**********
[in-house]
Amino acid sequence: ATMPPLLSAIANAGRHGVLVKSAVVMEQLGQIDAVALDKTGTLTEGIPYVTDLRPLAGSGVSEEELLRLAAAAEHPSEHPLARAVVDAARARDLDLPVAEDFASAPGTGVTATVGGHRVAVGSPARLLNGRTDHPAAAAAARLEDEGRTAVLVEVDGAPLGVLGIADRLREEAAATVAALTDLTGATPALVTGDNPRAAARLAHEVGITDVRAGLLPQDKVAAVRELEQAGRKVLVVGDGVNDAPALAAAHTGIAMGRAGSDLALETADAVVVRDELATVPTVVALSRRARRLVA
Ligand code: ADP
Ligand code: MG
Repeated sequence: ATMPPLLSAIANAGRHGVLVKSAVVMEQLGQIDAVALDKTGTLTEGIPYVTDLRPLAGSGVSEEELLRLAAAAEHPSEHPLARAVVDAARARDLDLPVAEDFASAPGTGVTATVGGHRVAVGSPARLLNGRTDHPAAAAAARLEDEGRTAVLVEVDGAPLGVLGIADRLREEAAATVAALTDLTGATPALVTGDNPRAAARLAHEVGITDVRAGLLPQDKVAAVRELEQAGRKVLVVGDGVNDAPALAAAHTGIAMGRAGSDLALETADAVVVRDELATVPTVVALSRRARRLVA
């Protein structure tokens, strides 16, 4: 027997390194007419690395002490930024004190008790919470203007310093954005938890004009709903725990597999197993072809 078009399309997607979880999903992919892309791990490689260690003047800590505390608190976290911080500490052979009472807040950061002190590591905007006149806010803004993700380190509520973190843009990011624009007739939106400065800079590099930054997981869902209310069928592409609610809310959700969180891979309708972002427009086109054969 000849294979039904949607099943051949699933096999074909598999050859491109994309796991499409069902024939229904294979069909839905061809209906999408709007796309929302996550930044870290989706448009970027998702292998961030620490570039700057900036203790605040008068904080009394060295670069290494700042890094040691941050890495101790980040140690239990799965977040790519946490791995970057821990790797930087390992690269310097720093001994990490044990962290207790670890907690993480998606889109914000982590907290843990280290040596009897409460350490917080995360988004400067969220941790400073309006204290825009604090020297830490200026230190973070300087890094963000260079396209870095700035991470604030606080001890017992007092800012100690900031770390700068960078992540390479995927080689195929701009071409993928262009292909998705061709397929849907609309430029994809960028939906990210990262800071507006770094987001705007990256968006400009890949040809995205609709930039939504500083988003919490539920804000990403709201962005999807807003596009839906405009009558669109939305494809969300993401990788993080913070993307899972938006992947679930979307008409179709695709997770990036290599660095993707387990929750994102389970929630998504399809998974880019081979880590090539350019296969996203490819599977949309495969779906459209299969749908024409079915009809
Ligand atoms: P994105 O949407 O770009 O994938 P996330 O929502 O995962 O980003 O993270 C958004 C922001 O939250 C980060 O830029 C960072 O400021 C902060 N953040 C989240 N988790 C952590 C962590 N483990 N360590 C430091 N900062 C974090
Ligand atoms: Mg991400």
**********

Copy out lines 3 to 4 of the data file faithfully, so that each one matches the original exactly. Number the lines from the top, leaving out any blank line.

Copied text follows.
Ligand code: ADP
Ligand code: MG